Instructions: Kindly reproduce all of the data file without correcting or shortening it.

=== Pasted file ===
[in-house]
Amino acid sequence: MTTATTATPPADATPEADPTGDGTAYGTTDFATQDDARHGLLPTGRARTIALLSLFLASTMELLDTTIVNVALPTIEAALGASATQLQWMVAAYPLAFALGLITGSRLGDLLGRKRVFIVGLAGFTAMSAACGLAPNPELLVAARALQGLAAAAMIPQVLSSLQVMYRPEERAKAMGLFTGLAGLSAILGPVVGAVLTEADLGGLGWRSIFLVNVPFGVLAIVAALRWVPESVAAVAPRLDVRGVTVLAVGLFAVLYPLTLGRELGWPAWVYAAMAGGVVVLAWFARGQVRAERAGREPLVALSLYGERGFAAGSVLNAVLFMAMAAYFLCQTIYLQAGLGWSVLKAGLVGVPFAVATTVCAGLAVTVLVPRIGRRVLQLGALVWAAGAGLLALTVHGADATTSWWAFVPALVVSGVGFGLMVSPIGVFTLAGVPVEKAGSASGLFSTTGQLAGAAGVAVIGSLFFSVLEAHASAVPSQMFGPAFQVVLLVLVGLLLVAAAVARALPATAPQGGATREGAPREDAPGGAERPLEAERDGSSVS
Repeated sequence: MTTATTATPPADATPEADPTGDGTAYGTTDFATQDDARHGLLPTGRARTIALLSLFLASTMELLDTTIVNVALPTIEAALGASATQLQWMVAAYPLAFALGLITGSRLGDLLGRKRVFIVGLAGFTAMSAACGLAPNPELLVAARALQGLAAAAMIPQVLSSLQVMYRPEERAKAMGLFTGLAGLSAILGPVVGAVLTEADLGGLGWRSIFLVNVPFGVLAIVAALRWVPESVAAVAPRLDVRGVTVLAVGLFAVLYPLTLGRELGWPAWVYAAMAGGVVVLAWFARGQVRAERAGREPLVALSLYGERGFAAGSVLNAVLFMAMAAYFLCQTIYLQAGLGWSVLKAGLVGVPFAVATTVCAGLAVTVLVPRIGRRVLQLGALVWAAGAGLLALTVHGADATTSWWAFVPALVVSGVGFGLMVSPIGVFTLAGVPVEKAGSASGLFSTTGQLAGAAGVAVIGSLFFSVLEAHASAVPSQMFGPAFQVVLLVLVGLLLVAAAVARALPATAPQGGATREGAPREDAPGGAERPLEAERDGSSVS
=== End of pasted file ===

[in-house]
Amino acid sequence: MTTATTATPPADATPEADPTGDGTAYGTTDFATQDDARHGLLPTGRARTIALLSLFLASTMELLDTTIVNVALPTIEAALGASATQLQWMVAAYPLAFALGLITGSRLGDLLGRKRVFIVGLAGFTAMSAACGLAPNPELLVAARALQGLAAAAMIPQVLSSLQVMYRPEERAKAMGLFTGLAGLSAILGPVVGAVLTEADLGGLGWRSIFLVNVPFGVLAIVAALRWVPESVAAVAPRLDVRGVTVLAVGLFAVLYPLTLGRELGWPAWVYAAMAGGVVVLAWFARGQVRAERAGREPLVALSLYGERGFAAGSVLNAVLFMAMAAYFLCQTIYLQAGLGWSVLKAGLVGVPFAVATTVCAGLAVTVLVPRIGRRVLQLGALVWAAGAGLLALTVHGADATTSWWAFVPALVVSGVGFGLMVSPIGVFTLAGVPVEKAGSASGLFSTTGQLAGAAGVAVIGSLFFSVLEAHASAVPSQMFGPAFQVVLLVLVGLLLVAAAVARALPATAPQGGATREGAPREDAPGGAERPLEAERDGSSVS
Repeated sequence: MTTATTATPPADATPEADPTGDGTAYGTTDFATQDDARHGLLPTGRARTIALLSLFLASTMELLDTTIVNVALPTIEAALGASATQLQWMVAAYPLAFALGLITGSRLGDLLGRKRVFIVGLAGFTAMSAACGLAPNPELLVAARALQGLAAAAMIPQVLSSLQVMYRPEERAKAMGLFTGLAGLSAILGPVVGAVLTEADLGGLGWRSIFLVNVPFGVLAIVAALRWVPESVAAVAPRLDVRGVTVLAVGLFAVLYPLTLGRELGWPAWVYAAMAGGVVVLAWFARGQVRAERAGREPLVALSLYGERGFAAGSVLNAVLFMAMAAYFLCQTIYLQAGLGWSVLKAGLVGVPFAVATTVCAGLAVTVLVPRIGRRVLQLGALVWAAGAGLLALTVHGADATTSWWAFVPALVVSGVGFGLMVSPIGVFTLAGVPVEKAGSASGLFSTTGQLAGAAGVAVIGSLFFSVLEAHASAVPSQMFGPAFQVVLLVLVGLLLVAAAVARALPATAPQGGATREGAPREDAPGGAERPLEAERDGSSVS